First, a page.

Iraq's prime minister has ordered the country's security forces to stop using fake bomb detectors at checkpoints, after 165 people were killed in an Isis bomb attack in Baghdad.
Haider al-Abadi also ordered an investigation at the interior ministry into "corrupt deals" to buy the fake bomb detectors, known as ADE 651.
The novelty golf ball finders were sold to Iraq and other nations as hand-held bomb detectors by British conman James McCormick.
McCormick was sentenced to 10 years in jail for endangering lives for "obscene profits" in 2013.
The former policeman made $75 million (£48 million) from the Iraqi government alone.
The "golf ball finders" - which did not work - cost around $20 (£13) each and McCormick sold them for $40,000 (£26,000) each to the Iraqi government.
Iraqi Prime Minister Abadi also ordered X-ray systems be installed at entry points into Baghdad and other provinces.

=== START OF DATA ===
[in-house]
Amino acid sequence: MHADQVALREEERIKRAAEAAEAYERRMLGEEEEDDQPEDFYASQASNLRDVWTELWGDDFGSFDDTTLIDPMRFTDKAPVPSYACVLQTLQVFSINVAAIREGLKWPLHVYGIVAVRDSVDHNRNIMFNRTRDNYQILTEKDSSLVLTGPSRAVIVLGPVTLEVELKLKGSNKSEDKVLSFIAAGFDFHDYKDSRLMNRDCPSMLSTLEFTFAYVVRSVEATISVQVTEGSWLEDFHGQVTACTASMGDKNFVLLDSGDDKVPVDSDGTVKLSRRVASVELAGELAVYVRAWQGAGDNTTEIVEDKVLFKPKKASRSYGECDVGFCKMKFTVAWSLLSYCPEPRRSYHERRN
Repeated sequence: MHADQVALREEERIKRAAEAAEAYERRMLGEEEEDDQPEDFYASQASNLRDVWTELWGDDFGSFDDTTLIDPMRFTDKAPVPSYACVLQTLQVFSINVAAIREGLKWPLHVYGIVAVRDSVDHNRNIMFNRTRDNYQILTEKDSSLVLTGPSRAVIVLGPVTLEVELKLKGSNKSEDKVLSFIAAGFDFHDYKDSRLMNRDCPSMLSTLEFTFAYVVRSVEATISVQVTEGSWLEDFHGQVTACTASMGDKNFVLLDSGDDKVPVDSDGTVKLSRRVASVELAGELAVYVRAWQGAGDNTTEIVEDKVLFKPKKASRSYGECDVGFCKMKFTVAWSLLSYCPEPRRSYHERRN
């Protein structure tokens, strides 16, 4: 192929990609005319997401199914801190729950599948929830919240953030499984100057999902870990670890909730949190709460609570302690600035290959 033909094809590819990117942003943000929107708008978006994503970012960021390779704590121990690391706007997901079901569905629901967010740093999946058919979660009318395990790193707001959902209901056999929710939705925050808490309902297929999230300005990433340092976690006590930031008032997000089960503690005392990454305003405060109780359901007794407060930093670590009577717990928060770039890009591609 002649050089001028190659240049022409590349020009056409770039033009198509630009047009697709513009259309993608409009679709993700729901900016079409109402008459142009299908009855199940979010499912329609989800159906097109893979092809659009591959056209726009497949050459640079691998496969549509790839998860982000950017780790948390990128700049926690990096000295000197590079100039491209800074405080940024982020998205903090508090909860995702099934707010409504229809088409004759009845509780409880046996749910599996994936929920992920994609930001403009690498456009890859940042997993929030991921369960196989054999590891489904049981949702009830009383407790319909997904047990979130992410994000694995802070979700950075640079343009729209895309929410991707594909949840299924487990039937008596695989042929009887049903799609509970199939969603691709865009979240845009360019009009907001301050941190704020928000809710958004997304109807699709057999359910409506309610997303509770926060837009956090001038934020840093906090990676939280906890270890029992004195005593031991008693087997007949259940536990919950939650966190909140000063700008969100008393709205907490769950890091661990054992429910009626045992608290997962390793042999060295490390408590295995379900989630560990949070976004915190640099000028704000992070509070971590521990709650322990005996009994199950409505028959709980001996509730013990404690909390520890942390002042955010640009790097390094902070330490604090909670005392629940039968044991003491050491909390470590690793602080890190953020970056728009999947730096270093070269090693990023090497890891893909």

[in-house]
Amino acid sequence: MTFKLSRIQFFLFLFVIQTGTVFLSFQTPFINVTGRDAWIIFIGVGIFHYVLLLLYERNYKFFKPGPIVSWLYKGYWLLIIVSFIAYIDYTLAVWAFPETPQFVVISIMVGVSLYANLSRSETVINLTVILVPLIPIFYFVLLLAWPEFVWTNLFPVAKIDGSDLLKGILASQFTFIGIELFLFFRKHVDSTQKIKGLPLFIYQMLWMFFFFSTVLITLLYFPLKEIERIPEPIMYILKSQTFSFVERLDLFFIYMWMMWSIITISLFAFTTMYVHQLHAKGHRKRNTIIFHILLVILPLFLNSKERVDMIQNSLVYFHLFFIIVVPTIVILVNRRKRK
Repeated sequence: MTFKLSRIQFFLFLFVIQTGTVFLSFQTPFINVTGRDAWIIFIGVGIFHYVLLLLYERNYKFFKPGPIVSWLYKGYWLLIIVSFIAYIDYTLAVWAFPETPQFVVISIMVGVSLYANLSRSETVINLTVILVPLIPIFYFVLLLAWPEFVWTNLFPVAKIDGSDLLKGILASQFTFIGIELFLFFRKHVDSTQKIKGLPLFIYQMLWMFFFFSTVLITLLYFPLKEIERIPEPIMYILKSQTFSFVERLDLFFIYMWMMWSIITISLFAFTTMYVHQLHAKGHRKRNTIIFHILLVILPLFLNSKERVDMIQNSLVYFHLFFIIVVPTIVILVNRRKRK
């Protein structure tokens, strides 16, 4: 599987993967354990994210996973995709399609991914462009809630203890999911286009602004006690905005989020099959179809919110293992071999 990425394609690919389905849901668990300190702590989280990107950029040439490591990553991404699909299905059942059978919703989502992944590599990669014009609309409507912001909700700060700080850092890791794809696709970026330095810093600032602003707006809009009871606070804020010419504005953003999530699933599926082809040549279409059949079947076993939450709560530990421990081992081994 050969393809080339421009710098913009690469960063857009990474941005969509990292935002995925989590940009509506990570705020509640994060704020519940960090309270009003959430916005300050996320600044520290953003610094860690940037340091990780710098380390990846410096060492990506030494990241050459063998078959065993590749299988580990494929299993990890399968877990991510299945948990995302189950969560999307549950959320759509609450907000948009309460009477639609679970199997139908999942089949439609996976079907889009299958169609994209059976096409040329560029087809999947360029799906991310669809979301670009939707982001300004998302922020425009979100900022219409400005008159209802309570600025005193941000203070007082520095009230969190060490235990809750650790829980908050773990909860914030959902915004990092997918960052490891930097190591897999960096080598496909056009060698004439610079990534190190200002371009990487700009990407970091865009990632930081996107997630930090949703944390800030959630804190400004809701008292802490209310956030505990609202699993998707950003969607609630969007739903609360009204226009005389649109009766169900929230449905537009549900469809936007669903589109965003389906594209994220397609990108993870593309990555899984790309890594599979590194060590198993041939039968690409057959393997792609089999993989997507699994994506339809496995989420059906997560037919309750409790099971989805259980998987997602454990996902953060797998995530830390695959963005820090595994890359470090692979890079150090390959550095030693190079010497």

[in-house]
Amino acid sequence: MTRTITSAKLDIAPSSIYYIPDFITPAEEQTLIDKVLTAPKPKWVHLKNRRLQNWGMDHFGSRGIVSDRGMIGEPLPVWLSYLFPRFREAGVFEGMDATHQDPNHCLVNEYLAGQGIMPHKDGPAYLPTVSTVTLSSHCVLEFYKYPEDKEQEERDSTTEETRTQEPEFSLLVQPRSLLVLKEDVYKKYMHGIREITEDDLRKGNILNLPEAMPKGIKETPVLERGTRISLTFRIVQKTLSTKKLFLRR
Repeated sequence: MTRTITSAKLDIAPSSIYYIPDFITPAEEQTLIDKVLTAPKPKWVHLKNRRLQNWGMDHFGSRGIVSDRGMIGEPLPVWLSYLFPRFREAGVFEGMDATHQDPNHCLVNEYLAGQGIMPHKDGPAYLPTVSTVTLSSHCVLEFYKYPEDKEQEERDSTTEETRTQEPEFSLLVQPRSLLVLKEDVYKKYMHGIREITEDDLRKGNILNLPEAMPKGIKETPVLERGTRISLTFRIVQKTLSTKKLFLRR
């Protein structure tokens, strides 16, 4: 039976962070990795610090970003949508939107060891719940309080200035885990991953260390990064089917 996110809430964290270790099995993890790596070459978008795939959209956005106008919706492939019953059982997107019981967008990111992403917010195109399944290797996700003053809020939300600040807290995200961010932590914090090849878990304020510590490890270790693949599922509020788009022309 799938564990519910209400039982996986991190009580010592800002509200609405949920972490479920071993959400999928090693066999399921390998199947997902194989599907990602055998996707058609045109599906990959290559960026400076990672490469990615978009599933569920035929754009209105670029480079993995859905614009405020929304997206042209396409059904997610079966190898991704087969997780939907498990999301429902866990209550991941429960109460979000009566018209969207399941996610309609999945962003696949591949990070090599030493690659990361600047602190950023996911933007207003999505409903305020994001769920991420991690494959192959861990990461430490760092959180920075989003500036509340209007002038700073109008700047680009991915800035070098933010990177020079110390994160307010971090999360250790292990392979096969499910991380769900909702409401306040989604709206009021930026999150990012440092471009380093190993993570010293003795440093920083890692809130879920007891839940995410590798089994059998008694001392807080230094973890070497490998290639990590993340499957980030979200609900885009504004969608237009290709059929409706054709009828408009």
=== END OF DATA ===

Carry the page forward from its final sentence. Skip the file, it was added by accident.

He also demanded upgrades tot he capital's security belt, increased aerial scanning and stepped-up intelligence efforts.
Iraqi and foreign officials have linked the recent increase in Iis attacks —especially large-scale suicide bombings — with the string of battlefield losses the extremist group has faced over the past year.
Iraqi security forces, supported by US-led coalition airstrikes, have retaken the cities of Tikrit, Ramadi and Fallujah.
Additional reporting by agencies
Join our new commenting forum
Join thought-provoking conversations, follow other Independent readers and see their replies